Mighty rivers wind their way from mountains to ocean. Thanks to nature's cycles, life giving moisture returns from the ocean to the headwaters of these winding rivers, just as the salmon do. In southwestern Alaska, these rivers act as conduits between the sea and the tundra, helping to drive these cycles on which so many living creatures depend. From the Bering Sea all the way to the lakes at its headwaters, the conduit that is Alaska's Kanetok River remains unaltered by the long reach of man.
Programed for survival, salmon power their way from the ocean to the headwaters. In one final, great outlay of energy, all the calories they have stored and stockpiled while at sea are expended in an effort to return to where they began and perpetuate their species. And while this great migration once breathed life into the ecosystems up and down the Pacific coast, much of this connectivity between headwaters and sea has been lost in all but one region.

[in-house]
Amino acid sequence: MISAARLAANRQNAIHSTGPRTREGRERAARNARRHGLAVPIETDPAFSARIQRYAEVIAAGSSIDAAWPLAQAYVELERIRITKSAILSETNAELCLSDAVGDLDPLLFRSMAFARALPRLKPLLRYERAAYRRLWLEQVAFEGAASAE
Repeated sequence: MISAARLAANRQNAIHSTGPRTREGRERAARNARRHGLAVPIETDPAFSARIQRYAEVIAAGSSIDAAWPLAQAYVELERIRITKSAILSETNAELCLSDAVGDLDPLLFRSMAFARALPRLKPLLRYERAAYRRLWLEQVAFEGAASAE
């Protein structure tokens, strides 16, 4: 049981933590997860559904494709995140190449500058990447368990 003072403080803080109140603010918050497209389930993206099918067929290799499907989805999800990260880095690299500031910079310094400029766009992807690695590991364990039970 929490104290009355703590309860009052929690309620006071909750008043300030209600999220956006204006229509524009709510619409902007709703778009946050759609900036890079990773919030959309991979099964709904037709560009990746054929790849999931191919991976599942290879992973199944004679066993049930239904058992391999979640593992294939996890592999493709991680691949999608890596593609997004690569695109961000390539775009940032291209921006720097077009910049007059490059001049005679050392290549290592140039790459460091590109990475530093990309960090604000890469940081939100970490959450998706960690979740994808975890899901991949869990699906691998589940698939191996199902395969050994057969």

In Bristol Bay, Alaska the cycle is today as it has always been. Moisture from the sea runs free and clean back to the ocean from where it came. The water cycle and the migration of salmon are one and the same. Storms and salmon spin out of the ocean, depositing their life giving essence. These great rivers are the veins that connect the body and pump life into everything.